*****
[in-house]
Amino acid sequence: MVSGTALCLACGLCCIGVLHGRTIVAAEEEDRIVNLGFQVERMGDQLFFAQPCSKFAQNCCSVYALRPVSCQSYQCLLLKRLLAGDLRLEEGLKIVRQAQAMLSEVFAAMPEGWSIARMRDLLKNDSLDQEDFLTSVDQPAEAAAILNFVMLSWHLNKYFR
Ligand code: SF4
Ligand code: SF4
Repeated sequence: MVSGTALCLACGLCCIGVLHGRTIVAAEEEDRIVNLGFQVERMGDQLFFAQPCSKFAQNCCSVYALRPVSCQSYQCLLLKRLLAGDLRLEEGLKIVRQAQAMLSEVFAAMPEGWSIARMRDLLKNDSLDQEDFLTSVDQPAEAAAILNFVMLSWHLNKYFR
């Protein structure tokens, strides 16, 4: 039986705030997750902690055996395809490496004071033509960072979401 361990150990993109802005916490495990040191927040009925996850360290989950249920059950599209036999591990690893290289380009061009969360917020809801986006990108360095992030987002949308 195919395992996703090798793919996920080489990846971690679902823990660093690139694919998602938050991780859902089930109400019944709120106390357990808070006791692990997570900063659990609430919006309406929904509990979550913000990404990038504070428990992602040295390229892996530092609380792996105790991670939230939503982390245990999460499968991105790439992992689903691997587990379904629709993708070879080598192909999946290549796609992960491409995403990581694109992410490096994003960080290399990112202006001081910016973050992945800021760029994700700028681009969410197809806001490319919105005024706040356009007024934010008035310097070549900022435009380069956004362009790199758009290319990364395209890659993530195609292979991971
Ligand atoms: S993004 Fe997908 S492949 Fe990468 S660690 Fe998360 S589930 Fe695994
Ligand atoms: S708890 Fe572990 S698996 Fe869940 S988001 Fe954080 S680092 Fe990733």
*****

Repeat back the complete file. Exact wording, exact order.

[in-house]
Amino acid sequence: MVSGTALCLACGLCCIGVLHGRTIVAAEEEDRIVNLGFQVERMGDQLFFAQPCSKFAQNCCSVYALRPVSCQSYQCLLLKRLLAGDLRLEEGLKIVRQAQAMLSEVFAAMPEGWSIARMRDLLKNDSLDQEDFLTSVDQPAEAAAILNFVMLSWHLNKYFR
Ligand code: SF4
Ligand code: SF4
Repeated sequence: MVSGTALCLACGLCCIGVLHGRTIVAAEEEDRIVNLGFQVERMGDQLFFAQPCSKFAQNCCSVYALRPVSCQSYQCLLLKRLLAGDLRLEEGLKIVRQAQAMLSEVFAAMPEGWSIARMRDLLKNDSLDQEDFLTSVDQPAEAAAILNFVMLSWHLNKYFR
């Protein structure tokens, strides 16, 4: 039986705030997750902690055996395809490496004071033509960072979401 361990150990993109802005916490495990040191927040009925996850360290989950249920059950599209036999591990690893290289380009061009969360917020809801986006990108360095992030987002949308 195919395992996703090798793919996920080489990846971690679902823990660093690139694919998602938050991780859902089930109400019944709120106390357990808070006791692990997570900063659990609430919006309406929904509990979550913000990404990038504070428990992602040295390229892996530092609380792996105790991670939230939503982390245990999460499968991105790439992992689903691997587990379904629709993708070879080598192909999946290549796609992960491409995403990581694109992410490096994003960080290399990112202006001081910016973050992945800021760029994700700028681009969410197809806001490319919105005024706040356009007024934010008035310097070549900022435009380069956004362009790199758009290319990364395209890659993530195609292979991971
Ligand atoms: S993004 Fe997908 S492949 Fe990468 S660690 Fe998360 S589930 Fe695994
Ligand atoms: S708890 Fe572990 S698996 Fe869940 S988001 Fe954080 S680092 Fe990733």